This essay comes from our four-part email series on student stress and time management in the 21st century. Get the whole series delivered to your inbox here.
Essay #1: Understanding the Stress
Stories like this are not uncommon. Or this call on college admissions to address pressure on high school students. If you search for articles about stress put on students by standardized testing, you’ll have a mountain of results to wade through.
There is a national conversation happening about student stress, mental health, and overall time management.
Since building student time management skills are a huge part of the vision we have for the Chalkup platform, this is a conversation we want to be part of.
We devised a four-part email series that explores the pressures of the modern American student. We’ll be sharing pieces that reflect on how much the average student actually has on their plate, communicating workload to parents and administrators, and building stronger time management skills in teens.
We’ll also be sharing the white papers, articles, and thought pieces that have inspired us and have made an impact on the platform we’ve created.
First, we want to understand student stress - where it comes from, who it impacts, and what has been presented to improve student mental health.
There is a justified fear that the modern student is being worn thin.
Last year, a study out of New York University examined two highly-competitive private schools in the Northeast to measure engagement, stress coping mechanisms, mental health, and related substance abuse.
About half (48%) of students reported having more than three hours of homework a night. Further, about half (49%) reported feeling “a great deal of stress” on a regular basis. Another 31% reported being “somewhat stressed.”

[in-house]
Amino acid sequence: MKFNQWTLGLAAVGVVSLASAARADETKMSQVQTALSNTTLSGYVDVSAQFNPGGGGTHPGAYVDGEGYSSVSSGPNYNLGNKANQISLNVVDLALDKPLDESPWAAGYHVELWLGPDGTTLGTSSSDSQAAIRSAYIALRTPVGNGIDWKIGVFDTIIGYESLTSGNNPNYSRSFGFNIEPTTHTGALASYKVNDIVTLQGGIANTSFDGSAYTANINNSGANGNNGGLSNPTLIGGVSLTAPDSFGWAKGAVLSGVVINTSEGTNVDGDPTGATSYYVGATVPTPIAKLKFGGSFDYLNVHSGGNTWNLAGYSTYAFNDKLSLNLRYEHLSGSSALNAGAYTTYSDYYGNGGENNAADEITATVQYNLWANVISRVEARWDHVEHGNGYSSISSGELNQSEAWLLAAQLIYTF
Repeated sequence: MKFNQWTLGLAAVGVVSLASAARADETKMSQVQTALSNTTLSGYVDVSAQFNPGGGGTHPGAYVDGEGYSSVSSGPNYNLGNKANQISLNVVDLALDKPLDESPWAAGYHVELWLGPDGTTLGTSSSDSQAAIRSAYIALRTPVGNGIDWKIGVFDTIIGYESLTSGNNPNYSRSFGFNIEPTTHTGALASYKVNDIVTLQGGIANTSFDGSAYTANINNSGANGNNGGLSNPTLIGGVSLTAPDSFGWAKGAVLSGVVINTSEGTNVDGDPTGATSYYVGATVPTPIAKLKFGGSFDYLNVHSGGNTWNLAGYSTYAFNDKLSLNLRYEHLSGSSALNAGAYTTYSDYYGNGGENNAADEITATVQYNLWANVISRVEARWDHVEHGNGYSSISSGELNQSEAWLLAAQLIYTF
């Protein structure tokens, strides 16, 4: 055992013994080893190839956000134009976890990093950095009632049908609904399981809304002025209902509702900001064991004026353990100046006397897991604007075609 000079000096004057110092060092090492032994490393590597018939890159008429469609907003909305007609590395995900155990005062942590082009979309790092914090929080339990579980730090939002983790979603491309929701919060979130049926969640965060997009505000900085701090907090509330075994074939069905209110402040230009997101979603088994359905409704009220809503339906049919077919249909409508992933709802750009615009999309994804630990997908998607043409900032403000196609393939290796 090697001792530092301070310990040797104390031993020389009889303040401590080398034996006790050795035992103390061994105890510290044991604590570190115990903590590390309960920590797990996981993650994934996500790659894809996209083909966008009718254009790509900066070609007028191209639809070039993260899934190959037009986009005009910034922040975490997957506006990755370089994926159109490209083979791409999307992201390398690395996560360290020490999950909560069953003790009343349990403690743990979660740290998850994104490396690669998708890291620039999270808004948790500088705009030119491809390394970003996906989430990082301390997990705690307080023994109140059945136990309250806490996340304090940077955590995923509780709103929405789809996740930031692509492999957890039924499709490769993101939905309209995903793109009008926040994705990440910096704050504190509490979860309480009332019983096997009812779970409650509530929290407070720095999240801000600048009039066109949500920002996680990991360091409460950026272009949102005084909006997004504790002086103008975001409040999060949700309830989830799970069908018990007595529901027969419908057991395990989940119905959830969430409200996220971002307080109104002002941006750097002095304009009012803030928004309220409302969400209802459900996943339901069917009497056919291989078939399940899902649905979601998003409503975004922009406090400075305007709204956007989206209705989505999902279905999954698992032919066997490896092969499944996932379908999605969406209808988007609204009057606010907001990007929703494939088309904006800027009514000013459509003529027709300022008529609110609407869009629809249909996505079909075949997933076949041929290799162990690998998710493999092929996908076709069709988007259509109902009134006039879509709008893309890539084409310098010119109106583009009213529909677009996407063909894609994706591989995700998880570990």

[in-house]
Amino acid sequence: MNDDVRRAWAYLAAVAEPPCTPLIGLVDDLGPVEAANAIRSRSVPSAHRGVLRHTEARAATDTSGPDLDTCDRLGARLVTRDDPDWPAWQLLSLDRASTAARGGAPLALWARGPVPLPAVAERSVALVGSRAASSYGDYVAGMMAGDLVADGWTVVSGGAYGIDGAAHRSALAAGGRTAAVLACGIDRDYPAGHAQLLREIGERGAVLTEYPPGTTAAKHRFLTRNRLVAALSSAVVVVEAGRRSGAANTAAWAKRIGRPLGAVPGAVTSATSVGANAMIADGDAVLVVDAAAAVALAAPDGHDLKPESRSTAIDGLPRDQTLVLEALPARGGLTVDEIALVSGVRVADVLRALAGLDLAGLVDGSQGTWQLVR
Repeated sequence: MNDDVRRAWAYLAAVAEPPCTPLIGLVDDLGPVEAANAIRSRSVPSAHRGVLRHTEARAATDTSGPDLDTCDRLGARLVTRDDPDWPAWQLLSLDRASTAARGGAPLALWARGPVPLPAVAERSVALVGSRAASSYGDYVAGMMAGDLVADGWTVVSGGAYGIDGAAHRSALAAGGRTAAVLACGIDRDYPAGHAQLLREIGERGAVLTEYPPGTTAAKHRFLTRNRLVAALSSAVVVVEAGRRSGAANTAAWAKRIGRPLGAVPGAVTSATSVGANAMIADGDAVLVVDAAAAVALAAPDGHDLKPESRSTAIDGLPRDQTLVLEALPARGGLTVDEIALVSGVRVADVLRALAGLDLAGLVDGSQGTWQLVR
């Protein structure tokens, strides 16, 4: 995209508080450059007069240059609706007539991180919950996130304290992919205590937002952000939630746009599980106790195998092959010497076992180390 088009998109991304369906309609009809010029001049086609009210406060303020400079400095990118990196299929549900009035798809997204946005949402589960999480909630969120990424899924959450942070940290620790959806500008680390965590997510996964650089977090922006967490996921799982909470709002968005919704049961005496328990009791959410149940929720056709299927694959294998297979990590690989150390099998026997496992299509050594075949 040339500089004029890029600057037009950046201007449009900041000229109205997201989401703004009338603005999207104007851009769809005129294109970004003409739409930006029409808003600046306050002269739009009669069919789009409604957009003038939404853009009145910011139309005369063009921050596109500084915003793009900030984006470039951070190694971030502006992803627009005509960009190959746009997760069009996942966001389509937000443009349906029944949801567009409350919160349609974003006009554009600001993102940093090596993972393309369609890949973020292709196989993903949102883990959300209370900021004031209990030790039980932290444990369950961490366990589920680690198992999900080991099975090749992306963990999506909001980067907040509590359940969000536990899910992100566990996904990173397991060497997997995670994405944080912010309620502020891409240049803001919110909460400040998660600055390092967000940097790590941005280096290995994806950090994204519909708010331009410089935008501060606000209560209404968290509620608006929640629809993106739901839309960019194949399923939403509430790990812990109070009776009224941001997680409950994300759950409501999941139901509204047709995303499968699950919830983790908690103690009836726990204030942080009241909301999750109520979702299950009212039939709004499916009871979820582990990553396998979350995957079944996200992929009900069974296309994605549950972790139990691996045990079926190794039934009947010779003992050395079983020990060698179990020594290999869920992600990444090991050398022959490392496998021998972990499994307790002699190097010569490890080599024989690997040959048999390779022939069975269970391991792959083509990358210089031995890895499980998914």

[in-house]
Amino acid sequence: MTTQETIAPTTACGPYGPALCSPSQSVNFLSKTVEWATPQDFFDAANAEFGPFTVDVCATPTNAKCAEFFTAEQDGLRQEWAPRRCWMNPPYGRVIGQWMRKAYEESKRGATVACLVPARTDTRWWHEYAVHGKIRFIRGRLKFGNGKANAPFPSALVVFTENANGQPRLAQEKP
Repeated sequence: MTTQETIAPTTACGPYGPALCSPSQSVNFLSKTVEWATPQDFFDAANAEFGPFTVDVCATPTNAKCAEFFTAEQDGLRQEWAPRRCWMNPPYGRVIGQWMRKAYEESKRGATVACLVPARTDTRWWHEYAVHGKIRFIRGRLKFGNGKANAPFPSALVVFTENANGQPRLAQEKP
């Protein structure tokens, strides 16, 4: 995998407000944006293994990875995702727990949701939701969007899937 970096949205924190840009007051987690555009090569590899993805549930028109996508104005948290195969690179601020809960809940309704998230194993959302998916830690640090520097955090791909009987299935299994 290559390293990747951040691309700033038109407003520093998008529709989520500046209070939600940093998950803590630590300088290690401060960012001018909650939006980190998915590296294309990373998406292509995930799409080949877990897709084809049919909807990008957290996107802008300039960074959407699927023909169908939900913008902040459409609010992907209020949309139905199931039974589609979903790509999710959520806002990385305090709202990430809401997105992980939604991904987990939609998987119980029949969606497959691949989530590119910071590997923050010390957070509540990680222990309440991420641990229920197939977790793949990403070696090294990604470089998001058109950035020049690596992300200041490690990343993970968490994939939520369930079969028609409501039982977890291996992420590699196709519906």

A panel of private school experts convened in the fourth stage of the project to interpret data collected from the students. Ultimately, the panel identified a cycle of “escalating demands and expectations” leveled at students in top-tier institutions.
On one end of the spectrum, students coped through exercise, developing strong planning skills, and seeking balance in their activities. On the other end of the spectrum, the panel saw overwhelmed students who suffered from emotional exhaustion and lethargy, with over 30% turning to drugs or alcohol to cope.
And student stress is by no means limited to private institutions.
Nearly 40% of parents say their high school student experiences “a lot of stress from school,” according to a 2013 NPR poll conducted with the Robert Wood Johnson Foundation and the Harvard School of Public Health. The survey focused on parents of randomly-selected K-12 students in public or public charter schools ending in May/June 2013.
Experts concluded that students who built time management skills were best positioned to reduce their stress.
What Do We Do?
Have you identified the same theme that we have?
In rigorous studies of student stress, mental health, and academic pressure, time management and planning skills are among the most-cited solutions. Students who seek balance and who learn to schedule their time efficiently are more able to cope with academic stress before succumbing to emotional exhaustion and lethargy.
This doesn’t get parents and educators off the hook who are trying to cram six hours of homework into a three-hour space (and still expect students to show up at school well-rested and engaged). The aforementioned “escalating demands and expectations” should be kept in check.
Overall, we want to call for prioritizing time management skills and understanding student workload.
Enforcing these skills and promoting balance in a student’s life is going to be a group effort. It’s going to take coordination between parents and educators, as well as a hearty dose of grit from our students.
Don't forget to catch the full e-mail series: